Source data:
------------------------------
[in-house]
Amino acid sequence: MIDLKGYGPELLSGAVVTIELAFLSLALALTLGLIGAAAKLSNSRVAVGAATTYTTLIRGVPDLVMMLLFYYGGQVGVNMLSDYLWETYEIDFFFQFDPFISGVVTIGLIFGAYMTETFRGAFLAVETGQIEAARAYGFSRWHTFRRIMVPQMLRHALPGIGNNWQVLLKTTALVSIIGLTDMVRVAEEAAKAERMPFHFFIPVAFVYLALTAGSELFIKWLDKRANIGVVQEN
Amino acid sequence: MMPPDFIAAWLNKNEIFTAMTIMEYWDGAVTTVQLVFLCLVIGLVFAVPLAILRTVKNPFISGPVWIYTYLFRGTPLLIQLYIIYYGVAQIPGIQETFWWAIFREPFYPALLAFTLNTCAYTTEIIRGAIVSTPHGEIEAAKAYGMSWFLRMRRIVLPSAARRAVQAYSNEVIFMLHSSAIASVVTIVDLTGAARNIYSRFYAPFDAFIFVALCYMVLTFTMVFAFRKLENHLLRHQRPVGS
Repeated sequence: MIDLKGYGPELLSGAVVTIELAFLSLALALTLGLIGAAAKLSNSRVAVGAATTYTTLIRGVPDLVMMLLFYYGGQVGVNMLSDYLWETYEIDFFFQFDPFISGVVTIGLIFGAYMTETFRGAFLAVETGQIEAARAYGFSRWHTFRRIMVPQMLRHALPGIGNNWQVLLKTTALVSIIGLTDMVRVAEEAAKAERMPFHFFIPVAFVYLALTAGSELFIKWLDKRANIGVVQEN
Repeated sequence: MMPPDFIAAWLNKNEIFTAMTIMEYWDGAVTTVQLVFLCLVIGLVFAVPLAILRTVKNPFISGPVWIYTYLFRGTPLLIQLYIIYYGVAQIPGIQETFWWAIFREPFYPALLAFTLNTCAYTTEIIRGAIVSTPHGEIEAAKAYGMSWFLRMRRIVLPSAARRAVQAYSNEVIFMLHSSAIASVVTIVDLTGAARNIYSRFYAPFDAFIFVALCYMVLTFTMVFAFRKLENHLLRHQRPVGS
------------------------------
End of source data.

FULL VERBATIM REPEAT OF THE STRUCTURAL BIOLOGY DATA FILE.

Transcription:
[in-house]
Amino acid sequence: MIDLKGYGPELLSGAVVTIELAFLSLALALTLGLIGAAAKLSNSRVAVGAATTYTTLIRGVPDLVMMLLFYYGGQVGVNMLSDYLWETYEIDFFFQFDPFISGVVTIGLIFGAYMTETFRGAFLAVETGQIEAARAYGFSRWHTFRRIMVPQMLRHALPGIGNNWQVLLKTTALVSIIGLTDMVRVAEEAAKAERMPFHFFIPVAFVYLALTAGSELFIKWLDKRANIGVVQEN
Amino acid sequence: MMPPDFIAAWLNKNEIFTAMTIMEYWDGAVTTVQLVFLCLVIGLVFAVPLAILRTVKNPFISGPVWIYTYLFRGTPLLIQLYIIYYGVAQIPGIQETFWWAIFREPFYPALLAFTLNTCAYTTEIIRGAIVSTPHGEIEAAKAYGMSWFLRMRRIVLPSAARRAVQAYSNEVIFMLHSSAIASVVTIVDLTGAARNIYSRFYAPFDAFIFVALCYMVLTFTMVFAFRKLENHLLRHQRPVGS
Repeated sequence: MIDLKGYGPELLSGAVVTIELAFLSLALALTLGLIGAAAKLSNSRVAVGAATTYTTLIRGVPDLVMMLLFYYGGQVGVNMLSDYLWETYEIDFFFQFDPFISGVVTIGLIFGAYMTETFRGAFLAVETGQIEAARAYGFSRWHTFRRIMVPQMLRHALPGIGNNWQVLLKTTALVSIIGLTDMVRVAEEAAKAERMPFHFFIPVAFVYLALTAGSELFIKWLDKRANIGVVQEN
Repeated sequence: MMPPDFIAAWLNKNEIFTAMTIMEYWDGAVTTVQLVFLCLVIGLVFAVPLAILRTVKNPFISGPVWIYTYLFRGTPLLIQLYIIYYGVAQIPGIQETFWWAIFREPFYPALLAFTLNTCAYTTEIIRGAIVSTPHGEIEAAKAYGMSWFLRMRRIVLPSAARRAVQAYSNEVIFMLHSSAIASVVTIVDLTGAARNIYSRFYAPFDAFIFVALCYMVLTFTMVFAFRKLENHLLRHQRPVGS